Solved – Regression when the response is a proportion that can be 0 or 1

I have two datasets a training and a test dataset. The dependent variable is a proportion and there are 54 predictors which are positive and negative real numbers and another 7 predictors that are text.

There are three response variables. Total the normalized total number of hits. Treatment the normalized total number during treatment and a percent which is a ratio of the other two responses.

At the moment using lm on the percent prediction data I have a corolation of .4. 85% of the varibles are within 20% of their target. For the treatment response variable using glm in poisson mode i have a correlation of .6 percent but the variables do not match the target data at all.

I have two main issues I need advice on:

(1) it rejected the text predictors because it said factor has new level(s)
I would like it to ignore the information for those that have new level but not disregard it for those that have the correct information how do i do that?

(2) To make my dependent variable a real number, rather than a proportion bounded between 0 and 1, I was advised to transform the response using, for example, the logit transform or the Normal quantile function (qnorm in R). The problem is that these transformations (and others like it) will map 0 and 1 to non-finite values. How can I model these data in a regression setting when the response is a proportion that can be 0 or 1?

Using linear regression with outlier removal I am able to get 2239 of 2583 testing data within 20% of their actual value I would like to have that many within 10%.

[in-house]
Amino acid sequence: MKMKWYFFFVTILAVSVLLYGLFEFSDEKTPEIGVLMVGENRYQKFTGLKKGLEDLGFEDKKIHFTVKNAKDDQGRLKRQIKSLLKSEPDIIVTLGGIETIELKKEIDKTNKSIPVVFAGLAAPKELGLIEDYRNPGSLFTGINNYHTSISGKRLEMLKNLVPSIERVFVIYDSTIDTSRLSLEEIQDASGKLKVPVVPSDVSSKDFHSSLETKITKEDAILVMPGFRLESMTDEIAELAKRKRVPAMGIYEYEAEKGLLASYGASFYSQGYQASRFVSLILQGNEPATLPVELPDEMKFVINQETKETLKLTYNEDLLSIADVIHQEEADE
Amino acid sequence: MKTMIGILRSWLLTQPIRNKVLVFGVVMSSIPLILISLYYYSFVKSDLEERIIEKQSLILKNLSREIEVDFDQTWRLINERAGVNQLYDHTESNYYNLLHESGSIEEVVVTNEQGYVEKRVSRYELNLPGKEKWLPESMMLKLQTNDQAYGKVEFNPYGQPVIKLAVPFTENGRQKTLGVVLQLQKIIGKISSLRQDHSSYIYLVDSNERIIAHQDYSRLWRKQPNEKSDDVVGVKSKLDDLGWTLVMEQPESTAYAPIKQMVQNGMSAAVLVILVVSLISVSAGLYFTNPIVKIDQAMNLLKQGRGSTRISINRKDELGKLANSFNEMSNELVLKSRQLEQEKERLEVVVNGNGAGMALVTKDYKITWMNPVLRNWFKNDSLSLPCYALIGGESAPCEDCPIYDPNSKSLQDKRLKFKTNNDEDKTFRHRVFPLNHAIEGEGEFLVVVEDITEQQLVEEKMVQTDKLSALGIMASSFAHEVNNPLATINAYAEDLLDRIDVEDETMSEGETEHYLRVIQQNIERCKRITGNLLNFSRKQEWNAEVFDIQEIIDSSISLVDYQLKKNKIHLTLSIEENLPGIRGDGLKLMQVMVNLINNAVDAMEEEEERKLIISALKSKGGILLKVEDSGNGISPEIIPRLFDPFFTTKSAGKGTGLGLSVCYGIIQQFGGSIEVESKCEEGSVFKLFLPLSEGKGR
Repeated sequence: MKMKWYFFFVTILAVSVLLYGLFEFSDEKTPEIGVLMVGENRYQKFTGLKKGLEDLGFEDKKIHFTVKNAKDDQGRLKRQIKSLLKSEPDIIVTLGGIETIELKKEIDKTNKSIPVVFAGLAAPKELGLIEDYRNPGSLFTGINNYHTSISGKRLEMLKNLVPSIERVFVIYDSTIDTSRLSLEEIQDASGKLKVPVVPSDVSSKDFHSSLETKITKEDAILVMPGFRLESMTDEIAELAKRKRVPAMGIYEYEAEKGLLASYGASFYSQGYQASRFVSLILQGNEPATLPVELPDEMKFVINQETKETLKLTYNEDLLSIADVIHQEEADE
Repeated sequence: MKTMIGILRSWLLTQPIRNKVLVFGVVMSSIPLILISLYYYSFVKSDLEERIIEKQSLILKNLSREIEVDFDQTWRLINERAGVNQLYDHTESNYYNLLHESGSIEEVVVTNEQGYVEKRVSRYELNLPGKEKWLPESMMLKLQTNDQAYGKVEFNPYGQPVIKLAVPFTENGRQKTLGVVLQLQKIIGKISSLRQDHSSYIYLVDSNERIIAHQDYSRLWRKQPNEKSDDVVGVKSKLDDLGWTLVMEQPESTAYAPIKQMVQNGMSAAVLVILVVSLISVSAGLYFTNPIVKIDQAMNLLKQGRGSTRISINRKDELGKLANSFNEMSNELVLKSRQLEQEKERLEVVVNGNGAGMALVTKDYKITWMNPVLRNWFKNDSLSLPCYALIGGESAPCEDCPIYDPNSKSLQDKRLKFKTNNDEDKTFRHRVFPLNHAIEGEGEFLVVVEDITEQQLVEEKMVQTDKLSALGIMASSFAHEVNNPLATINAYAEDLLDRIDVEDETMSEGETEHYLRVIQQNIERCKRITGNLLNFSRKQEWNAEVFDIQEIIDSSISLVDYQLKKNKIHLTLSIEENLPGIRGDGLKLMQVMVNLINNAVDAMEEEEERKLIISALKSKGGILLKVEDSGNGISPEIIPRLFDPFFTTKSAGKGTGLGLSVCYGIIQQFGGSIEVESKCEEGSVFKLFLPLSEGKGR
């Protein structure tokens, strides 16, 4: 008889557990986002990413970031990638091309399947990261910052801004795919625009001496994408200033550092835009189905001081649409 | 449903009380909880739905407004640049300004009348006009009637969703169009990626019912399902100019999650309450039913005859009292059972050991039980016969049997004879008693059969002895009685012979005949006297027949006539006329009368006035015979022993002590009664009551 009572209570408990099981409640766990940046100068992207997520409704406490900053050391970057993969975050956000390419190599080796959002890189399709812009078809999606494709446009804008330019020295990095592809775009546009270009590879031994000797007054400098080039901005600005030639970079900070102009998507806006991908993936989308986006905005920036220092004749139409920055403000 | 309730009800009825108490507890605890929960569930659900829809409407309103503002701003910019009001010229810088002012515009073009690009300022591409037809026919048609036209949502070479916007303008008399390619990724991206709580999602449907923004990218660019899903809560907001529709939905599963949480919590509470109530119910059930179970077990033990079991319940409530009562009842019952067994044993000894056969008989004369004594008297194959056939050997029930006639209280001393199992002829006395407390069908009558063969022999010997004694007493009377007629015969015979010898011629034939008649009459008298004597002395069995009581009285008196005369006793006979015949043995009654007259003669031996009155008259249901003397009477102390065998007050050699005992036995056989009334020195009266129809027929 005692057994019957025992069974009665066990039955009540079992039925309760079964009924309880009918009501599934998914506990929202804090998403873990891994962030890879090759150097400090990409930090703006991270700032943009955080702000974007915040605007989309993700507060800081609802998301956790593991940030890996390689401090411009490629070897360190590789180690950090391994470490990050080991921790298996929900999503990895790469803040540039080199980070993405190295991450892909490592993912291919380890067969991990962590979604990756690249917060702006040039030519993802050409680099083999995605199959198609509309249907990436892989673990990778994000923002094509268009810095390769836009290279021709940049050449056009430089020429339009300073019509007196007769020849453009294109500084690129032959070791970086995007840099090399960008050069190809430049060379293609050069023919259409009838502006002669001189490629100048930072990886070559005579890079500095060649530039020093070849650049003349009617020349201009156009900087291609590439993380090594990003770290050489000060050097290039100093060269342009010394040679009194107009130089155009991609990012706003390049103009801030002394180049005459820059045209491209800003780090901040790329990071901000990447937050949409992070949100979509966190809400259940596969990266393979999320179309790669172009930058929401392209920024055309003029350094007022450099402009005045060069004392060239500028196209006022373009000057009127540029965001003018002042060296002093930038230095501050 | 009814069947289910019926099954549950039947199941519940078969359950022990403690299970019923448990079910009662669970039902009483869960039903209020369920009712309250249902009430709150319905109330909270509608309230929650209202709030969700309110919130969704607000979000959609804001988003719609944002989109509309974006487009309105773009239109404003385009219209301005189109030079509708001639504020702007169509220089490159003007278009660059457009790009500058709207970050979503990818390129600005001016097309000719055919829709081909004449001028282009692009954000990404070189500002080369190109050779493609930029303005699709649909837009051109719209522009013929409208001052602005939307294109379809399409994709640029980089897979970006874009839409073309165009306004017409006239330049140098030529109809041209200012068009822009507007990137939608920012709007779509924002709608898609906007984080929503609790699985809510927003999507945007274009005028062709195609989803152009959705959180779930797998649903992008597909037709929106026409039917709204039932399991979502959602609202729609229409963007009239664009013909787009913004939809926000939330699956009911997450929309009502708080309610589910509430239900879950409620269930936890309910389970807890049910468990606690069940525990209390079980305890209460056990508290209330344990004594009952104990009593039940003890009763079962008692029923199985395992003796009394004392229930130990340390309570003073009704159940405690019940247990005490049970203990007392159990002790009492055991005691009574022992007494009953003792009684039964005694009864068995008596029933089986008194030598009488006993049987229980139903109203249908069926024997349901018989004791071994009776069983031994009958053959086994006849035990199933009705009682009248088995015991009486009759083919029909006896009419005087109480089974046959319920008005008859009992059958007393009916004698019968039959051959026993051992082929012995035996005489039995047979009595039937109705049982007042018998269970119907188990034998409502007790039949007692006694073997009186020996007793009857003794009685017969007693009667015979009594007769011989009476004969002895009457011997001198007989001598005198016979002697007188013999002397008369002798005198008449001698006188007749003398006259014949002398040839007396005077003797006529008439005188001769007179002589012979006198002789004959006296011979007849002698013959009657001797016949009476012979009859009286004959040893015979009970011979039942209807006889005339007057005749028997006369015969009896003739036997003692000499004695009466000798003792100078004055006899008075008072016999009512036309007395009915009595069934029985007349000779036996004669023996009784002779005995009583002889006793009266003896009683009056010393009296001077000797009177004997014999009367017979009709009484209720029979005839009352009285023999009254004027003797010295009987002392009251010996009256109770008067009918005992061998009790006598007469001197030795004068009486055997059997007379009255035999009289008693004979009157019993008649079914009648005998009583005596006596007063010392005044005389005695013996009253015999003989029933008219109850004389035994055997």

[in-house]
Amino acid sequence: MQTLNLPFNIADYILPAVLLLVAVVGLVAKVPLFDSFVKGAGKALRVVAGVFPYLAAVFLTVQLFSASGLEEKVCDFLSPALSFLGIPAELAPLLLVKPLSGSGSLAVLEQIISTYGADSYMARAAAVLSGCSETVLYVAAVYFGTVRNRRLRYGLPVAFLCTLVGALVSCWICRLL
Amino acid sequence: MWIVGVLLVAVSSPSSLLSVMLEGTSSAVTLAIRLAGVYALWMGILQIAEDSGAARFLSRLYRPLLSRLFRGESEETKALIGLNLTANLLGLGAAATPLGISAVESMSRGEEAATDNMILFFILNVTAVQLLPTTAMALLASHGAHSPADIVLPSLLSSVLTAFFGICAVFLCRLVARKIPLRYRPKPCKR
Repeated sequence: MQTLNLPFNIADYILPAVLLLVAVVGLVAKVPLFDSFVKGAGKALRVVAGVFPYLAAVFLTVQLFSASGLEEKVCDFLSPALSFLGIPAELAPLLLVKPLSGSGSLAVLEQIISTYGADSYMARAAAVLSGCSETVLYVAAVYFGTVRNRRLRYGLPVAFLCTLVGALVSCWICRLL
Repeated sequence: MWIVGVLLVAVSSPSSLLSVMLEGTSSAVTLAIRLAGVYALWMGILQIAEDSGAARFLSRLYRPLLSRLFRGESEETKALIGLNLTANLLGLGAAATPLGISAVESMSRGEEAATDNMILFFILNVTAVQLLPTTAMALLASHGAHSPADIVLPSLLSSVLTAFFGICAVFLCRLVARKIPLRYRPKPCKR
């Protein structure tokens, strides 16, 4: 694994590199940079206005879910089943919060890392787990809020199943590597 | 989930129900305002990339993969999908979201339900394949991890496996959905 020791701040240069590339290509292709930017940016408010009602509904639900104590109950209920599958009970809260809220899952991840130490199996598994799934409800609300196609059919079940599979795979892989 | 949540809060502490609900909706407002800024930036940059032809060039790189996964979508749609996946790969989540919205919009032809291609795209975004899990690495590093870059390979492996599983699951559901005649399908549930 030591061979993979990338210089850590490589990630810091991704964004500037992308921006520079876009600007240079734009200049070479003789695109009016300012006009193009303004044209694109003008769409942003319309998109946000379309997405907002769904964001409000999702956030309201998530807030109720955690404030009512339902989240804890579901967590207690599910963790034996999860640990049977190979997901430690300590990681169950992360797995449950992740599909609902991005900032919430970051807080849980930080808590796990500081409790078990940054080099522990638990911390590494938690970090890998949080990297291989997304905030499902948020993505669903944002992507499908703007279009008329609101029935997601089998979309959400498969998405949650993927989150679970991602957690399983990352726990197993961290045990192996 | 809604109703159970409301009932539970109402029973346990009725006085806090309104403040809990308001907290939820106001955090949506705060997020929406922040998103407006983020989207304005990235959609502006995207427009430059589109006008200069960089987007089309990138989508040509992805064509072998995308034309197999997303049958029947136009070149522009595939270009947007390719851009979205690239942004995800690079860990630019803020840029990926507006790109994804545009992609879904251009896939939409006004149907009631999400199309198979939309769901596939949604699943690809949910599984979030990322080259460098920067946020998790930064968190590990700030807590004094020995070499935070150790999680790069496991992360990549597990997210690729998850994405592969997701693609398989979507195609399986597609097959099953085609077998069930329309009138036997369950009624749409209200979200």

Using the posson distribution glm the amount of treatment correlates with 69%.

Ignoring this second issue for the moment, I transform the y~x1+x2 such that y=log(y/(1-y)) the correlation of my predictions to actual data drops from 6% to 2%
This is what the data looks like after the logit transform

log distribution

This is what the data looks like before the log distribution
normal percentages

if Poisson regression seemed to help it may be because the right thing to do is to treat the outcomes as counts. But if it is not satisfactory negative binomial regression might be better. It allows for overdispersion and is a lot more flexible. The Poisson distribution have the property that the mean equals the variance. In real examples the variance can be less than the mean (underdispersed) or greater (overdispersed). Negative binomial regression gets around that problem because the varaince doen't have to equal teh mean. Joe Hilbe has a nice book dedicated to negative binomial regression for count data models. Maybe you can do that with your software.

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